(back) Subject: Dictionary added to IOF Web site From: "Peter Rodwell" <iof@ctv.es> Date: Tue, 08 Jun 2004 12:21:15 +0200   I have today added a multi-language dictionary of organ terms to our Web site (http://www.IntOrg.org). It contains some 200+ terms in Dutch, English, French, German, Italian, Portuguese and Spanish. Access is from our main page - enjoy!   Peter Rodwell International Organ Foundation  
(back) Subject: RE: Patriotic suggestions From: "Glenda" <gksjd85@direcway.com> Date: Tue, 08 Jun 2004 07:23:09 -0500   I only have one, and that is the E. Power Biggs one. If there are other good ones I am interested.   If anyone needs that publisher I can look it up downstairs.   Glenda Sutton gksjd85@direcway.com     -----Original Message----- From: pipechat@pipechat.org [mailto:pipechat@pipechat.org] On Behalf Of littlebayus@yahoo.com --- Glenda <gksjd85@direcway.com> wrote: > The Stars and Stripes Forever.     And the best available edition and its publisher is?....   Morton Belcher fellow list member...        
(back) Subject: Re: digital "action" From: "John L. Speller" <jlspeller@swbell.net> Date: Tue, 8 Jun 2004 08:38:17 -0500     ----- Original Message ----- From: "bobelms" <bobelms@westnet.com.au> To: "PipeChat" <pipechat@pipechat.org> Sent: Tuesday, June 08, 2004 12:42 AM Subject: Re: digital "action"     > Bud, let me correct a wild statement you made without offending you = again. > Your statement that speakers and electronic instruments need to tbe replaced > every 20 to 30 years is generalization. I have electronics as a hobby = and > have been a radio ham for nearly 50 years. I have never had a speaker > reconed or replaced; yet I have gear here with speakers which is much older > than that.   That is probably because your speakers are old enough to be coned with cardboard, rather than with foam rubber, which is susceptible to a mold which causes it to disintegrate. The speakers on my sound system needed reconing after less than ten years.   John Speller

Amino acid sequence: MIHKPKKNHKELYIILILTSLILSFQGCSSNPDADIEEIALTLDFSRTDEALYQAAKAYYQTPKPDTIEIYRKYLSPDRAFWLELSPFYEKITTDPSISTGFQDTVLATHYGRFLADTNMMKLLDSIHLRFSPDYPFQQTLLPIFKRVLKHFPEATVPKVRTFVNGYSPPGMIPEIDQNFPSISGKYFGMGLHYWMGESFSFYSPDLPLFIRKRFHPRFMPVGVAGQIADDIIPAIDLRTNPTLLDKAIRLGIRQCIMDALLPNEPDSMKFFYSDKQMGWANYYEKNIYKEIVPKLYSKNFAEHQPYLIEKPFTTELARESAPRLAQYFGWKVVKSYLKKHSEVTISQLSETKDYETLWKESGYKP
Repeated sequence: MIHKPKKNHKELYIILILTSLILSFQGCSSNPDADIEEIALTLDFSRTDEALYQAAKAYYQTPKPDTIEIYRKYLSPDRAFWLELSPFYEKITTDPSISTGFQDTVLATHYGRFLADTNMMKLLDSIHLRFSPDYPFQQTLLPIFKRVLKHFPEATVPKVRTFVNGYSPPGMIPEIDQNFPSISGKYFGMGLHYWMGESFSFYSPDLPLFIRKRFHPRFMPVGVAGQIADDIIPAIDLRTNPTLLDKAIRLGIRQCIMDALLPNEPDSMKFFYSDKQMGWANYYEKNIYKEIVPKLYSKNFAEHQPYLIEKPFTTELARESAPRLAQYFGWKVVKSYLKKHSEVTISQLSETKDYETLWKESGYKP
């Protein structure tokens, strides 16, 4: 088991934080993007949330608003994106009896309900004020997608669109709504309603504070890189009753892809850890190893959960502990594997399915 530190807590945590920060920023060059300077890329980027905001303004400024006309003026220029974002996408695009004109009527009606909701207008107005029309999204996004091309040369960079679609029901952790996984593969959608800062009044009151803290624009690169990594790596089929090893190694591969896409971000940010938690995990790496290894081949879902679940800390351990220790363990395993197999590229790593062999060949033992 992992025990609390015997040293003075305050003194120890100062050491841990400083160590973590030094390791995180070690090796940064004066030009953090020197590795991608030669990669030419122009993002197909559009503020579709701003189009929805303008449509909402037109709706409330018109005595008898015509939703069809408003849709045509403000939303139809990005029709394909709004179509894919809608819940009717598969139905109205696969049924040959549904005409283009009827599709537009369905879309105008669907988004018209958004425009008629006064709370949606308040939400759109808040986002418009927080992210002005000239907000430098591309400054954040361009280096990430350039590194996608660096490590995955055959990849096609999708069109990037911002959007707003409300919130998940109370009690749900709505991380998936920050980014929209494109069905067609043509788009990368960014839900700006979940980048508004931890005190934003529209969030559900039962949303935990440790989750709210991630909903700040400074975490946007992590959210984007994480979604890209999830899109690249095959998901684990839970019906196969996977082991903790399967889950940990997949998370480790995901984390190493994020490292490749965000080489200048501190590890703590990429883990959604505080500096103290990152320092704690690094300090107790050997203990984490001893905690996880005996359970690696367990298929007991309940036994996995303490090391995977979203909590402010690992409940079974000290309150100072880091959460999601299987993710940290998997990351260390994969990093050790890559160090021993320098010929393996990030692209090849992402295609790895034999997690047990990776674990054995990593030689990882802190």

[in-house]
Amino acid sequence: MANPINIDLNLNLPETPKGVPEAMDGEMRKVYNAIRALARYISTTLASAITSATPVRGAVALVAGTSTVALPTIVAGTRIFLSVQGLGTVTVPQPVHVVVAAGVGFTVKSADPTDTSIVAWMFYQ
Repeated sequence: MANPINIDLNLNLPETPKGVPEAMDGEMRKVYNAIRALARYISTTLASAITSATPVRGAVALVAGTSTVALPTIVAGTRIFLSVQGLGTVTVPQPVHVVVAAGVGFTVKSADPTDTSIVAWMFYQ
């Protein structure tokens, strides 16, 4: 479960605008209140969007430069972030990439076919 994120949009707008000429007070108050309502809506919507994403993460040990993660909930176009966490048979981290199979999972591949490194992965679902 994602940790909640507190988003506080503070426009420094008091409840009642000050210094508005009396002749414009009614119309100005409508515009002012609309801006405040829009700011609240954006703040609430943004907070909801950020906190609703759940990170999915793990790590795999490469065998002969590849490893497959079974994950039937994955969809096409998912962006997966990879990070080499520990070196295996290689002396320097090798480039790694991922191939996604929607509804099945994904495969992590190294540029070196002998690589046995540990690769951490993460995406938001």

(back) Subject: Re: digital "action" From: "bobelms" <bobelms@westnet.com.au> Date: Tue, 8 Jun 2004 21:47:14 +0800   Sorry! 3/42 not 2/42. BE. ----- Original Message ----- From: "bobelms" <bobelms@westnet.com.au> To: "PipeChat" <pipechat@pipechat.org> Sent: Tuesday, June 08, 2004 1:42 PM Subject: Re: digital "action" .. One of the others 2/42 with tracker action has had > extensive work already with a completely rebuilt wind system and work on the > action. The third 2/24 tracker has had a completely new tracker action > installed    
(back) Subject: Re: Cocktails and dance mixes..with Northwestern Music Students (sorta on topic) From: "noel jones" <gedeckt@usit.net> Date: Tue, 08 Jun 2004 10:12:20 -0500   My friend, Desiree's post (how does one type that? Desiree''s?) really brings up the issue that we tend to ignore.   ROI   Return On Investment   I had the opportunity to do some accompanying for a ballet company at one time and asked a good friend, Vance George, for advice. He responded that one has to consider two things...are you going to make money from it or are you going to learn from it...otherwise, why do it?   If a music department is not "paying it's way", should it exist?   Explain how Curtiss and Juilliard exist with their massive scholarship programs. Someone with a good business head created those schools.   noel jones